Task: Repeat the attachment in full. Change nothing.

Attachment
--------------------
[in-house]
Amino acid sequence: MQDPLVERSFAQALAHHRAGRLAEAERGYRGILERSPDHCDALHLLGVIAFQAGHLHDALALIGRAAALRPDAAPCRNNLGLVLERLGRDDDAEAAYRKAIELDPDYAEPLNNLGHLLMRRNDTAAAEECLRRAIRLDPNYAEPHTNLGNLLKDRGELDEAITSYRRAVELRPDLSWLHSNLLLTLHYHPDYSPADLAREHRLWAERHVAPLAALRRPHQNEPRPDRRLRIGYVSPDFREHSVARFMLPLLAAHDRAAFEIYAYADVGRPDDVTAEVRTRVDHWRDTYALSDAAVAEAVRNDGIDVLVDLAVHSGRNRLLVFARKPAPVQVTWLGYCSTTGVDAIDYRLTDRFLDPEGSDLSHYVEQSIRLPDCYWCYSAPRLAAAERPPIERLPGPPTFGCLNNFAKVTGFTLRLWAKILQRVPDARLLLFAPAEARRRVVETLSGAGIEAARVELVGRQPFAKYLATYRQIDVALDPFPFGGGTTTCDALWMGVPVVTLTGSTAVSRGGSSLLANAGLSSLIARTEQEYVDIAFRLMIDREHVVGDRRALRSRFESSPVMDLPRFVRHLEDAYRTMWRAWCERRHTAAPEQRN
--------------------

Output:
[in-house]
Amino acid sequence: MQDPLVERSFAQALAHHRAGRLAEAERGYRGILERSPDHCDALHLLGVIAFQAGHLHDALALIGRAAALRPDAAPCRNNLGLVLERLGRDDDAEAAYRKAIELDPDYAEPLNNLGHLLMRRNDTAAAEECLRRAIRLDPNYAEPHTNLGNLLKDRGELDEAITSYRRAVELRPDLSWLHSNLLLTLHYHPDYSPADLAREHRLWAERHVAPLAALRRPHQNEPRPDRRLRIGYVSPDFREHSVARFMLPLLAAHDRAAFEIYAYADVGRPDDVTAEVRTRVDHWRDTYALSDAAVAEAVRNDGIDVLVDLAVHSGRNRLLVFARKPAPVQVTWLGYCSTTGVDAIDYRLTDRFLDPEGSDLSHYVEQSIRLPDCYWCYSAPRLAAAERPPIERLPGPPTFGCLNNFAKVTGFTLRLWAKILQRVPDARLLLFAPAEARRRVVETLSGAGIEAARVELVGRQPFAKYLATYRQIDVALDPFPFGGGTTTCDALWMGVPVVTLTGSTAVSRGGSSLLANAGLSSLIARTEQEYVDIAFRLMIDREHVVGDRRALRSRFESSPVMDLPRFVRHLEDAYRTMWRAWCERRHTAAPEQRN